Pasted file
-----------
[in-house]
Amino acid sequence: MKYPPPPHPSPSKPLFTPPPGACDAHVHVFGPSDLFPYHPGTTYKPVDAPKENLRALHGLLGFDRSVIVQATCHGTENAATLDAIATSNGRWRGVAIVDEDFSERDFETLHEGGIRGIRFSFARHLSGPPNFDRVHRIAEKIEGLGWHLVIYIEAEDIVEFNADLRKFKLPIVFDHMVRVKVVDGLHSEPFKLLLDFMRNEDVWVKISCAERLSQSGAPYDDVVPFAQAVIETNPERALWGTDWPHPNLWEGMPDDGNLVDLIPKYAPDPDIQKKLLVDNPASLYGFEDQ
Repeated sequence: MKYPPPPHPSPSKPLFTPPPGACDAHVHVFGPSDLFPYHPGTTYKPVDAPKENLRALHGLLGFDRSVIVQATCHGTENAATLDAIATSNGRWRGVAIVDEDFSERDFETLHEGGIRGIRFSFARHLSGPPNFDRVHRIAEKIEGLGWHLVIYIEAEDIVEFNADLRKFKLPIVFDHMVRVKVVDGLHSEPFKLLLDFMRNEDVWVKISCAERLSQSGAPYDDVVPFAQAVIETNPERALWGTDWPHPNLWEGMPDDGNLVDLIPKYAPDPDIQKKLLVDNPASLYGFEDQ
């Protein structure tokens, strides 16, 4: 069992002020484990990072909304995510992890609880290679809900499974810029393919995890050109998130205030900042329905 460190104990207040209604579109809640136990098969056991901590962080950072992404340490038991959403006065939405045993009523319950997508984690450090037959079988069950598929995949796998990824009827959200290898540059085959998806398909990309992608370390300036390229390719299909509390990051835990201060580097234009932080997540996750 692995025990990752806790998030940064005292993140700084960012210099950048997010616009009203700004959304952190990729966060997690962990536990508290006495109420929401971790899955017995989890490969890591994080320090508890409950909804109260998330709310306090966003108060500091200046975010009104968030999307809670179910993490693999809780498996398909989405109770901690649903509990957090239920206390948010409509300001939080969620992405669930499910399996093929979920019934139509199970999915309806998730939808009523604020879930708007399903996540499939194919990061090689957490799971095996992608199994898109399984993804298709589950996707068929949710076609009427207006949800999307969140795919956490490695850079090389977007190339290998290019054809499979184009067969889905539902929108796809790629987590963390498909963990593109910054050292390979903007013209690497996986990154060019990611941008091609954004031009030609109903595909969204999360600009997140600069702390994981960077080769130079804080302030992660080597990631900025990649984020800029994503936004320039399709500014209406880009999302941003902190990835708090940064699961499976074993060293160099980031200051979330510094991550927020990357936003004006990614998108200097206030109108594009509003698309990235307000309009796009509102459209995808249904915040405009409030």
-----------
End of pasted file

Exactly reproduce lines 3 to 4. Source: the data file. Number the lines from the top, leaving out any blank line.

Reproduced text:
Repeated sequence: MKYPPPPHPSPSKPLFTPPPGACDAHVHVFGPSDLFPYHPGTTYKPVDAPKENLRALHGLLGFDRSVIVQATCHGTENAATLDAIATSNGRWRGVAIVDEDFSERDFETLHEGGIRGIRFSFARHLSGPPNFDRVHRIAEKIEGLGWHLVIYIEAEDIVEFNADLRKFKLPIVFDHMVRVKVVDGLHSEPFKLLLDFMRNEDVWVKISCAERLSQSGAPYDDVVPFAQAVIETNPERALWGTDWPHPNLWEGMPDDGNLVDLIPKYAPDPDIQKKLLVDNPASLYGFEDQ
């Protein structure tokens, strides 16, 4: 069992002020484990990072909304995510992890609880290679809900499974810029393919995890050109998130205030900042329905 460190104990207040209604579109809640136990098969056991901590962080950072992404340490038991959403006065939405045993009523319950997508984690450090037959079988069950598929995949796998990824009827959200290898540059085959998806398909990309992608370390300036390229390719299909509390990051835990201060580097234009932080997540996750 692995025990990752806790998030940064005292993140700084960012210099950048997010616009009203700004959304952190990729966060997690962990536990508290006495109420929401971790899955017995989890490969890591994080320090508890409950909804109260998330709310306090966003108060500091200046975010009104968030999307809670179910993490693999809780498996398909989405109770901690649903509990957090239920206390948010409509300001939080969620992405669930499910399996093929979920019934139509199970999915309806998730939808009523604020879930708007399903996540499939194919990061090689957490799971095996992608199994898109399984993804298709589950996707068929949710076609009427207006949800999307969140795919956490490695850079090389977007190339290998290019054809499979184009067969889905539902929108796809790629987590963390498909963990593109910054050292390979903007013209690497996986990154060019990611941008091609954004031009030609109903595909969204999360600009997140600069702390994981960077080769130079804080302030992660080597990631900025990649984020800029994503936004320039399709500014209406880009999302941003902190990835708090940064699961499976074993060293160099980031200051979330510094991550927020990357936003004006990614998108200097206030109108594009509003698309990235307000309009796009509102459209995808249904915040405009409030």